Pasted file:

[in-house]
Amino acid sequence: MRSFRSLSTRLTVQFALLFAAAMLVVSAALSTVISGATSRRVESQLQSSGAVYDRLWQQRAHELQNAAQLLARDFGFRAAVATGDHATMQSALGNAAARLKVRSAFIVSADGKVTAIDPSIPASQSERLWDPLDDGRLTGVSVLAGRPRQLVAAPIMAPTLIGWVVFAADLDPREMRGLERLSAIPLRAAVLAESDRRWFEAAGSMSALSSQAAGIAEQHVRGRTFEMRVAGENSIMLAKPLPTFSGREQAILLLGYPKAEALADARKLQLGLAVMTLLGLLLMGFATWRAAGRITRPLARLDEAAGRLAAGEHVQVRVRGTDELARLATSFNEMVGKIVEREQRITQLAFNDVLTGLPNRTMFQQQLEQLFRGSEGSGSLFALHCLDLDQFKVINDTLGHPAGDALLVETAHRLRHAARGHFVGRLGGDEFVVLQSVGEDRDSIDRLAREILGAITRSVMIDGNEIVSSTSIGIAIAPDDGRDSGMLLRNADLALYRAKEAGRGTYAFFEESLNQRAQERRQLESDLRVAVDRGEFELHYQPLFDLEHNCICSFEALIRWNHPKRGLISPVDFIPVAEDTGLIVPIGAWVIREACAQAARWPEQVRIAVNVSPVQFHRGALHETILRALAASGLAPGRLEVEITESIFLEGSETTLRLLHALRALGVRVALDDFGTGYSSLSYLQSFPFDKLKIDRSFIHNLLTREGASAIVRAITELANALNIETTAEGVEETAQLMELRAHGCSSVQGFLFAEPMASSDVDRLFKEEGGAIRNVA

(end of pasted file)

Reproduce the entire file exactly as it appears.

[in-house]
Amino acid sequence: MRSFRSLSTRLTVQFALLFAAAMLVVSAALSTVISGATSRRVESQLQSSGAVYDRLWQQRAHELQNAAQLLARDFGFRAAVATGDHATMQSALGNAAARLKVRSAFIVSADGKVTAIDPSIPASQSERLWDPLDDGRLTGVSVLAGRPRQLVAAPIMAPTLIGWVVFAADLDPREMRGLERLSAIPLRAAVLAESDRRWFEAAGSMSALSSQAAGIAEQHVRGRTFEMRVAGENSIMLAKPLPTFSGREQAILLLGYPKAEALADARKLQLGLAVMTLLGLLLMGFATWRAAGRITRPLARLDEAAGRLAAGEHVQVRVRGTDELARLATSFNEMVGKIVEREQRITQLAFNDVLTGLPNRTMFQQQLEQLFRGSEGSGSLFALHCLDLDQFKVINDTLGHPAGDALLVETAHRLRHAARGHFVGRLGGDEFVVLQSVGEDRDSIDRLAREILGAITRSVMIDGNEIVSSTSIGIAIAPDDGRDSGMLLRNADLALYRAKEAGRGTYAFFEESLNQRAQERRQLESDLRVAVDRGEFELHYQPLFDLEHNCICSFEALIRWNHPKRGLISPVDFIPVAEDTGLIVPIGAWVIREACAQAARWPEQVRIAVNVSPVQFHRGALHETILRALAASGLAPGRLEVEITESIFLEGSETTLRLLHALRALGVRVALDDFGTGYSSLSYLQSFPFDKLKIDRSFIHNLLTREGASAIVRAITELANALNIETTAEGVEETAQLMELRAHGCSSVQGFLFAEPMASSDVDRLFKEEGGAIRNVA